The government of Canada has been responsible for notable cyber security breaches over the last few months, and this week another breach was brought to daylight. A federal agency lost a laptop, a USB data drive, and several documented reports on October 18 last year that sources admit contain personal information of gamblers who regularly bet in two Alberta casinos. Critics say this breach exposes detailed financial transactions to organized crime or terrorists.
The department responsible for the breach is the Financial Transactions and Reports Analysis Centre of Canada (FINTRAC), and reports to Finance Minister Jim Flaherty. The agency says as soon as they were made aware of the data breach, the employee responsible was dealt with appropriately. The employee, whose name has not been revealed, first reported the missing data to a Calgary police station, after which the federal department took the issue to the privacy commissioner. However, the Canadian public has only found out about the breach this week.
The laptop and data drive were stored inside the trunk of a car in a parking lot, while the FINTRAC employee was out to lunch. The lost information contained detailed accounts of how the casinos report the flow of money in and out of their gaming centres to FINTRAC. FINTRAC spokesperson Darren Gibb says between the laptop and the data drive, records on nearly 800 Canadians who have placed bets in Alberta casinos are exposed to criminal organizations – including their names, addresses, and places of employment.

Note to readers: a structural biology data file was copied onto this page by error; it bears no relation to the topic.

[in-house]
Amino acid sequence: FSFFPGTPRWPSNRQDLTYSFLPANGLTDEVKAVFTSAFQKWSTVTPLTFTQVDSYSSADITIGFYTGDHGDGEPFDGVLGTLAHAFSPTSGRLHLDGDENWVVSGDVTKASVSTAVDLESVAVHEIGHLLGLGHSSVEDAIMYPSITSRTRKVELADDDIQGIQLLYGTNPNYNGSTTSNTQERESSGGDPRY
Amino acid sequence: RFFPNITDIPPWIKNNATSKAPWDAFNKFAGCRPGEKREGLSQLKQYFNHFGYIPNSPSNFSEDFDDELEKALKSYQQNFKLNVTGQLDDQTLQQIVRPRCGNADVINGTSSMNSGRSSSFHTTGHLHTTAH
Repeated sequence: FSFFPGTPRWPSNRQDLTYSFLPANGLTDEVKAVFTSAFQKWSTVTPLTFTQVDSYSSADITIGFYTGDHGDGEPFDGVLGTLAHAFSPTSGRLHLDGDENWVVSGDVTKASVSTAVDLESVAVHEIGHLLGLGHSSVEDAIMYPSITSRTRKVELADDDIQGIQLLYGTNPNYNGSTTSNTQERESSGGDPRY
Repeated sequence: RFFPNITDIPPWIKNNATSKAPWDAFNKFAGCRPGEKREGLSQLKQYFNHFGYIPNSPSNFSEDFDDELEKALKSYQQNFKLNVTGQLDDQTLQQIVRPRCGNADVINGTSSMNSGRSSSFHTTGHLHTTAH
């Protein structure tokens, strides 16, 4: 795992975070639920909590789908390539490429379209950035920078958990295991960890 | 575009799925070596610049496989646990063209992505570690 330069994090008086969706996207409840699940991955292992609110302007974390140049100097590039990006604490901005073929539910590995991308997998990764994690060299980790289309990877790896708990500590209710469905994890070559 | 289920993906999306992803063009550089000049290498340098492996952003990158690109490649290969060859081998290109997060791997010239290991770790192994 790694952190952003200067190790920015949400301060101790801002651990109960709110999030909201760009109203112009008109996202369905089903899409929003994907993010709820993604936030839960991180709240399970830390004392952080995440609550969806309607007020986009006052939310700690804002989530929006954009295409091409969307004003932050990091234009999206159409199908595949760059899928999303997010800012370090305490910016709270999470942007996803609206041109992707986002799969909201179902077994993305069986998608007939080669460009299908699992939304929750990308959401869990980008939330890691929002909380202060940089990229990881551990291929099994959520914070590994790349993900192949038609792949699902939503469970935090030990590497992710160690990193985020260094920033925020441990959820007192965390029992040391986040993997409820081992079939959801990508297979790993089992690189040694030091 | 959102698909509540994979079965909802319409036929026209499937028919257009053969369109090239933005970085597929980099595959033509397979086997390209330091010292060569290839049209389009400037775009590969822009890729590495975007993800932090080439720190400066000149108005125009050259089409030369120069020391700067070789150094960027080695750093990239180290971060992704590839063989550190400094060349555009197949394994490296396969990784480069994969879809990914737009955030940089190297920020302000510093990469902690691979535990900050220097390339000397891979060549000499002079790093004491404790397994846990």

“It also includes data such as the amounts patrons may have spent or received while at the casinos.”
This announcement comes as Ottawa is maintaining damage control on another data breach that exposed personal information on nearly 600,000 former students. NDP Privacy Critic Charlie Angus says the government has twice now admitted to hiding the truth from Canadians.
“It’s like this government really doesn’t get it. They don’t get the importance of protecting data. This is major data that could be used by organized crime and the government was trying to hide this from Canadians.”
The privacy commissioner says the RCMP will likely be called in to investigate this latest data breach, while cyber security will be reinforced in Alberta casinos, especially those in Calgary.